Q: How can I become a professional Driller?
A: What you are talking about is becoming an Independent (Indie) Driller which very few people have done successfully. Why very few? Most likely because the military drill world is relatively small and there hasn’t been anything offered to anyone who would like to drill after high school or even college. Within the past few years a few competitions have either opened their doors to Indie Drillers (IWDC) or only accept Indie Drillers (Pro America, the EDCA series of meets). This then creates more demand for the Indie Driller.
I think drill is a sport with all kinds of positives that one can use for the rest of their life and the continuation of drill as a hobby then gives the younger generation someone to which they can see and emulate. I applaud anyone who is willing to continue drilling simply for the joy of it. If it is your passion, go for it. You can always put it on hold for a time to accomplish whatever you need, but your rifle will always be there for you and the World Drill Association has plans on creating more and more competitions for all kinds of Drillers. I hope one day the WDA can be of service to you as you become a world class Independent Driller!
We will begin to identify what being a “Professional Driller” really means. It’s a state of mind. You only get one chance to make a first impression. What kind of first impression do you want to make? What kind of reputation would you like to make and leave behind? Whether you are on a drill team or an independent Driller, the choice is yours to make.
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Pro = Cash, right?
No. We’re talking about an ideal, not cash. Sure, professional golfers, fishermen, etc. get paid for what they do, but until the drill world starts getting sponsorship, we’re talking about how one acts. And acting professional is what this article is all about; not the acting that is on a stage, but applying professionalism to your life on a daily basis.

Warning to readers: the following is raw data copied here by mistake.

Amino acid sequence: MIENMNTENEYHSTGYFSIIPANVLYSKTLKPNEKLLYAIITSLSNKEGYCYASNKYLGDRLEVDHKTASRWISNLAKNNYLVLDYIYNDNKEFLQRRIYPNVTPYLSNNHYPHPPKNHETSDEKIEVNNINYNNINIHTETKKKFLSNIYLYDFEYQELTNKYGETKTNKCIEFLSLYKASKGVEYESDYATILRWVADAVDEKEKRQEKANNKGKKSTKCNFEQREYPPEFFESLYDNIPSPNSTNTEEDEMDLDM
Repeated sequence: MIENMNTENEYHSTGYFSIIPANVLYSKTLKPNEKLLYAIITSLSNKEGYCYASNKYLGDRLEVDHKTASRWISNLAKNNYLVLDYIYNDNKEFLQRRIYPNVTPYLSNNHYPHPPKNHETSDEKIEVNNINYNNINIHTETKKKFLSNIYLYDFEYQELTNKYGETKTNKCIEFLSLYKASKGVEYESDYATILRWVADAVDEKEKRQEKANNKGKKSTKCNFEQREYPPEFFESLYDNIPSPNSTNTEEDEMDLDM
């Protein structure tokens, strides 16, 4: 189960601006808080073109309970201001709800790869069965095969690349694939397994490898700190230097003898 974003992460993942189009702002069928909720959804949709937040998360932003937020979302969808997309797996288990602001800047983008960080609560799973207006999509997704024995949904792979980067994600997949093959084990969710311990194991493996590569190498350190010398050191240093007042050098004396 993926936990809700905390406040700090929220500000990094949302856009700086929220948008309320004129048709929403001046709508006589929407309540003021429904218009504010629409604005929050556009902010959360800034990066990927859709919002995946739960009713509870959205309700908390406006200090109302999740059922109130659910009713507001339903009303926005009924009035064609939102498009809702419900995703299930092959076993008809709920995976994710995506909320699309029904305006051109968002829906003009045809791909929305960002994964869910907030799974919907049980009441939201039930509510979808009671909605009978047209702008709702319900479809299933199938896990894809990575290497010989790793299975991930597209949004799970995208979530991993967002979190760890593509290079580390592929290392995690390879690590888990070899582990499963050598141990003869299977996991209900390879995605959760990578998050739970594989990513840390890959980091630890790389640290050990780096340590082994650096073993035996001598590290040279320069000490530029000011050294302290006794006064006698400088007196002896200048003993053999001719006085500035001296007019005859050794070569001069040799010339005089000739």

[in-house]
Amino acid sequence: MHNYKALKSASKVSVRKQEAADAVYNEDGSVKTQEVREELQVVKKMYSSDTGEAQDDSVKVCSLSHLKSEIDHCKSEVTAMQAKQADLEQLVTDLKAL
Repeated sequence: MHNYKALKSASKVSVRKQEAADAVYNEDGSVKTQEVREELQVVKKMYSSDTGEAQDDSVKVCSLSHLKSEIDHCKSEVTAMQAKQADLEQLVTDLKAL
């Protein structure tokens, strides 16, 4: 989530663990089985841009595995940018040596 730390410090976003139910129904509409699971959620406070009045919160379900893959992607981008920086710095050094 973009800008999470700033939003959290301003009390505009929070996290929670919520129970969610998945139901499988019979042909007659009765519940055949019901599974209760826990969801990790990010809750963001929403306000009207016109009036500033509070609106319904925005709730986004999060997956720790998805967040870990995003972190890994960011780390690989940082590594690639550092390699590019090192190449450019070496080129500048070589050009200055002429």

Watch your actions
When interviewed about a recent arrest or jail time, some very ignorant sports figures over the years have said that they are not a role model to anyone especially young children. This is utterly ridiculous. Everyone at one time or another is a role model for someone else. Now, they could be a poor role model or they could be a positive role model, the choice is theirs. What you do, what you say and how you act can have significant influence on others. Always act in a professional manner and you will do well.
“What we do in life, echoes in eternity.”
From the movie, Gladiator.
And Your Mouth
Foul language never has a place in any situation. Always remember, practice makes permanent: what you do in practice you’ll do any other time. This is not limited to the physical action of going out and practicing, your daily activities are ‘practice’ for every other time. If you curse constantly when hanging out with “the guys,” you will most likely utter certain inappropriate words at times when you wish you hadn’t.
Along with this goes your feedback; learning the language of visual design and adjudication will greatly improve your efforts to offer feedback to others. Don’t let your personal feelings or biases get in the way.
Whether you are an individual Driller or part of a team, you are actually competing with yourself and not with others. Coming to this realization can be difficult for some. When you focus your attention on others, you can then fail to see what improvements you need to make. Competing with yourself allows you to cheer others on and also encourage others and when they do well you can share in their achievements and when you do well, they can reciprocate. Competing with yourself also allows you to focus your attention where it needs to be focused: you.
Don’t be swayed into “hating” another Driller or drill team that you are competing against. Competition is not about disliking a competitor, competition is about doing your best 100% of the time. If you can walk off the drill pad knowing that you did your best, then nothing else matters. Trophies and other accolades are nice, but they are external. The inward feeling of sheer pride cannot be beat.
Here is an example: a small team from a small school goes out to a drill competition, they are only able to put in four hours of practice per week. They understand that they do not have the chance of placing high, but they go to the competition with high spirits and during their performance they give it their all. in this case, no one can say anything against them. They know their limitations and yet they perform with pride. This is the heart of competition. When everyone understands this, the better the drill world will be.
Another example: Take the guards at the Tomb of The Unknowns in Greece. Americans might call the uniform, hat and even the tassel-balls on the shoes very strange or worse. Even the marching style is completely different from what those of us in the USA are accustomed to. Those who do not poses much maturity might even laugh, but this is a different culture with completely different traditions, etc. Learning and appreciating differences helps everyone in the long run.